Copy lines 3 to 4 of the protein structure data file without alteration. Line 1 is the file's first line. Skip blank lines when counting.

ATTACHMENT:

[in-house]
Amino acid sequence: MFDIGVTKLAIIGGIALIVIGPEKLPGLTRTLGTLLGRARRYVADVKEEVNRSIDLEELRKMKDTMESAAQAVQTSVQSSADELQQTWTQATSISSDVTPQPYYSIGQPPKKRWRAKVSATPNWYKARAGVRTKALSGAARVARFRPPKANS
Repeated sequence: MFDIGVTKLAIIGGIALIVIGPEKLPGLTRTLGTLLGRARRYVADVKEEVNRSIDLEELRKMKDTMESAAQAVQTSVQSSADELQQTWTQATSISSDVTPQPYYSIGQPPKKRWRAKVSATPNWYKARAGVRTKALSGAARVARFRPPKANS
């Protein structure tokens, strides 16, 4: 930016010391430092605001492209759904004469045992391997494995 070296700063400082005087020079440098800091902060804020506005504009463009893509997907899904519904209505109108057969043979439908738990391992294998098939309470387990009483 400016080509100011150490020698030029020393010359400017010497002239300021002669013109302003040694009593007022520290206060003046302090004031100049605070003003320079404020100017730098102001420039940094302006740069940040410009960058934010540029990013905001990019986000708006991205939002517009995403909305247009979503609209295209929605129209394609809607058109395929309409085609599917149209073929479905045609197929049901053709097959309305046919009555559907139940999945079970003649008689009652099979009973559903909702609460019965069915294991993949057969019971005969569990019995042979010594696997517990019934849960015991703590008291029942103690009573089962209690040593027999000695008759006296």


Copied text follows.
Repeated sequence: MFDIGVTKLAIIGGIALIVIGPEKLPGLTRTLGTLLGRARRYVADVKEEVNRSIDLEELRKMKDTMESAAQAVQTSVQSSADELQQTWTQATSISSDVTPQPYYSIGQPPKKRWRAKVSATPNWYKARAGVRTKALSGAARVARFRPPKANS
């Protein structure tokens, strides 16, 4: 930016010391430092605001492209759904004469045992391997494995 070296700063400082005087020079440098800091902060804020506005504009463009893509997907899904519904209505109108057969043979439908738990391992294998098939309470387990009483 400016080509100011150490020698030029020393010359400017010497002239300021002669013109302003040694009593007022520290206060003046302090004031100049605070003003320079404020100017730098102001420039940094302006740069940040410009960058934010540029990013905001990019986000708006991205939002517009995403909305247009979503609209295209929605129209394609809607058109395929309409085609599917149209073929479905045609197929049901053709097959309305046919009555559907139940999945079970003649008689009652099979009973559903909702609460019965069915294991993949057969019971005969569990019995042979010594696997517990019934849960015991703590008291029942103690009573089962209690040593027999000695008759006296």